I think back to what the chief told us, what I stated above: You are going to see some things out there, some really horrible things.

He was right and in his defense it was a very different time. We firefighters were expected to be tough, to hold it inside, you were laughed at if a call bugged or bothered you in any way. We used and still do use dark humor to quell the inner beast at times, getting us through a shift. Firefighters don’t cry, they are supposed to be strong, and brave. We are the hero’s so we must act like it. Yet we never claim to be heroes and I personally cannot stand anyone within the service who acts as though they are, for we are just people. People who do a job for which we are well trained. We have a need to help and combined with education and overwhelming compassion that is why we do what we do. But hero? No

The ghosts are real. They are fucking real and they never go away. We keep them from our families and our children but they to pay the price.

Some days I just want to be left alone, I don’t want to talk and I’m a prick no matter how hard I try to keep it together. I am lucky, as I stated earlier my wife understands, but that is because she was once a firefighter so she knows the schedule, knows the struggles we go through and understands when I need to be left to my own devices. But that doesn’t make it right.

My children can’t do anything without me seeing the dangers! I am constantly all over them for whatever they do like an insane safety cop trying my hardest to keep them out of harm’s way. When either of my boys pulls out of the driveway I am constantly on guard, worrying the call will come that one of them has been killed in an accident. At the station when I finally get to lay my head down for a bit I pray they are all safe at home, yet images of horrific accidents or fire rolls through my head and instantly transposed upon my family. I close my eyes tightly and fight the mental demons knowing (irrationally) that one day the tones will roll and my address with be on the tip of the dispatchers tongue.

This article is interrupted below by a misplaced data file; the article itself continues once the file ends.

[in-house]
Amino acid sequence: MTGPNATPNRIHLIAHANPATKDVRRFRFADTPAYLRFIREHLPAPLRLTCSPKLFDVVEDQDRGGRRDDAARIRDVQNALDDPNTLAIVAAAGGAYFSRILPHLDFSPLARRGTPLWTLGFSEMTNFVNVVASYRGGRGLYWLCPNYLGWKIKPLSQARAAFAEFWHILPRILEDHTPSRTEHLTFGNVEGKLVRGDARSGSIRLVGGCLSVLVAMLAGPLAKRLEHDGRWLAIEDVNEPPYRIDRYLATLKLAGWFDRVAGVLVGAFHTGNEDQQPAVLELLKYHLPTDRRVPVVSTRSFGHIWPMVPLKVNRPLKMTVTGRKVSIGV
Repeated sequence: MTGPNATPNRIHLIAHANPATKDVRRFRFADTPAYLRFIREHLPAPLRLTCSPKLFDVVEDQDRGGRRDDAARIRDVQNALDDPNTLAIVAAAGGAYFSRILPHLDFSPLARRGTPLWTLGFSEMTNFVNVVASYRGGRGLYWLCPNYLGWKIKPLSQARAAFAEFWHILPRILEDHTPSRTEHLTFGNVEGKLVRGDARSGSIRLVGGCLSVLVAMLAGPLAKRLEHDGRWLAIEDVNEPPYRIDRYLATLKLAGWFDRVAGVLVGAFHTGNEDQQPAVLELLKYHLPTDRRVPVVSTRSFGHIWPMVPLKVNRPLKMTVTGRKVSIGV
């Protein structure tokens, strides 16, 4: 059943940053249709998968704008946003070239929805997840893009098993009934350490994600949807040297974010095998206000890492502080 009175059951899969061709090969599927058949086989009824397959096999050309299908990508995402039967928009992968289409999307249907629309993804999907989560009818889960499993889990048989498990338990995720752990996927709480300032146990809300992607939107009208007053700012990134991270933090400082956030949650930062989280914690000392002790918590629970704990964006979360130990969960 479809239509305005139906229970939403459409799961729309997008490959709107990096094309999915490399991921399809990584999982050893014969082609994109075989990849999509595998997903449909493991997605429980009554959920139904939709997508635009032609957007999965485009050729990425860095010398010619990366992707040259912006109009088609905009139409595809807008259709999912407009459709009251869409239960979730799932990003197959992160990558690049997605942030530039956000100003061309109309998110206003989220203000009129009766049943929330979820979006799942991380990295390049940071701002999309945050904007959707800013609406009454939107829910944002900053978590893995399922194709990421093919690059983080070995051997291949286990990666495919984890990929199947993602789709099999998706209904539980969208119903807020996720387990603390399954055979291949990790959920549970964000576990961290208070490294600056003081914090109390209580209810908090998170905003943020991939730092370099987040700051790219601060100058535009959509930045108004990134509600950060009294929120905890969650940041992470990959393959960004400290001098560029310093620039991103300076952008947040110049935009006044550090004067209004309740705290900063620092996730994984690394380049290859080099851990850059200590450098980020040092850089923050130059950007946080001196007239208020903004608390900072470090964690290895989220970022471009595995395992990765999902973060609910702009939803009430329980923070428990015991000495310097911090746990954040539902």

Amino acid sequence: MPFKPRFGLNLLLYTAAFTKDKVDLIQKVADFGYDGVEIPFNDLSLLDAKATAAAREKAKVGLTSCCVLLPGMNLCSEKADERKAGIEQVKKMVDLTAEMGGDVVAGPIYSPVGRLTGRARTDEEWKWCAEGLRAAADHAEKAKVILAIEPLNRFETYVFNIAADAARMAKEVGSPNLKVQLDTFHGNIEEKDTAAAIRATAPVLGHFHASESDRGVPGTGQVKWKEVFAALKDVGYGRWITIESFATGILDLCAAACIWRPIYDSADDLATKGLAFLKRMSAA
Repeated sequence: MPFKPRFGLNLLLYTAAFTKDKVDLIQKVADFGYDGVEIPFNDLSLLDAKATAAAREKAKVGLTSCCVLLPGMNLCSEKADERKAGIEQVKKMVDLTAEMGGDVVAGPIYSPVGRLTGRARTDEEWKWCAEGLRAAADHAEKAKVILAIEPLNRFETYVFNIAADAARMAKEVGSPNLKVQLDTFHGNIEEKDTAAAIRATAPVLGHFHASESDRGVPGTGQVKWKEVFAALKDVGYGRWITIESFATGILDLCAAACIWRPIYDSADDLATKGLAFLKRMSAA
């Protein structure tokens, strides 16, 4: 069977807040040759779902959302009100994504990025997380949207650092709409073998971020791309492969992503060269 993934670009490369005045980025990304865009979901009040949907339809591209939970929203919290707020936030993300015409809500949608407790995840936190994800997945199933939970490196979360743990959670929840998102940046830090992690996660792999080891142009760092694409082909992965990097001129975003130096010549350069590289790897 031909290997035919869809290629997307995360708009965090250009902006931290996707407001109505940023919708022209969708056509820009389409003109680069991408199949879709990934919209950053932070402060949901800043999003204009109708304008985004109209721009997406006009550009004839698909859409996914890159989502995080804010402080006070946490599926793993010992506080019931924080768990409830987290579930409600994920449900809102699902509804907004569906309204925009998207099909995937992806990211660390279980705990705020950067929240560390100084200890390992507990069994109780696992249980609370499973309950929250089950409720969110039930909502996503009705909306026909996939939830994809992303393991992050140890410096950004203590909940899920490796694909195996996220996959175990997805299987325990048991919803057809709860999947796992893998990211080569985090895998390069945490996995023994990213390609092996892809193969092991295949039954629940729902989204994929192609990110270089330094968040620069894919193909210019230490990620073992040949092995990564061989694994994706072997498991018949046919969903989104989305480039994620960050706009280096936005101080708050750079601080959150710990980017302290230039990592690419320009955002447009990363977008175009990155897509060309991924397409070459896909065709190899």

Speaking of addresses, there is no count to how many times the dispatched address is a person or family within my personal circle. Working in the town for which you reside and your children participate brings with it another responsibility, another personal struggle when things go south. When things go well, the pats on the back are extra special, but when things go south the stares are twice as painful. If you perish on my shift either before we arrive or in front of me, it is a tough to pill to swallow when I don’t know you. Your ghost lingers and wonders why. But if you are a member of my extended family, close friends, or even well-known acquaintances then it’s even harder. Looking into the eyes of your surviving family members is so hard, there are no words to say, your ghost is much harder to deal with and every time we (surviving family) cross paths the pain is all to real. You wear it like a badge of failure.

The fire service has determined PTSD (Post Traumatic Stress Disorder) is a real thing. Thank goodness, because we are losing way too many members to the mental struggles that resides within us all. In this writing I have only touched on a small portion of what rolls around inside my head on a daily basis and I know I am not alone. There is so much more and one day I will talk about it all. One day I hope to purge all the ghosts, at the very least erase the faces. I know deep inside this won’t come until I retire as every shift has a new face attached. They say time heals all wounds, but these wounds never heal. They are covered in scabs, scabs that we keep picking at because we just can’t or in some cases won’t let them heal. We need to see them, feel them and remind ourselves they are there for some fucked up, unknown reason. I’d like to think it is our humanity reminding us its ok to feel. But after a while you just don’t wasn’t to feel anything anymore.

The best we can do is recognize the problem, show it to the world and find help for those who need it desperately. They are out there, and they need compassion and understanding for the weight carried upon their backs. Weight that feels as though it is driving them to their knees.

I have 6 years left to go.

6 years of only 10 days a month.

Pretty cushy gig huh?

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3 thoughts on “It is only 10 days a month.

  1. Nope, it’s not, and I get knots in my stomach and tears in my eyes just reading it. There is NO way I could do that for even a day. Thank you again for ALL that you and everyone out there in these positions is doing!! It is courageous and the stress you take on while running on little sleep and facing demons is tremendous. I hope you have ways to relax and cope. I remember sleeping like that when my son was an infant, and I just felt crazy. Take care of yourself and have a very Happy New Year, even though I know you must dread holidays like that. Be safe💝🎶☯️~Anne

  2. I was only a volunteer Fireman in a Rural CDF Dept, now Cal Fire. I did that for 9 years, so I know a little of what you face, being rural, we had not even a tenth of the calls you deal with, but I know the losses, and the ghosts. I have and will always respect greatly the work you and other firefighters do. Thank you for your service to our community, and thank you for sharing.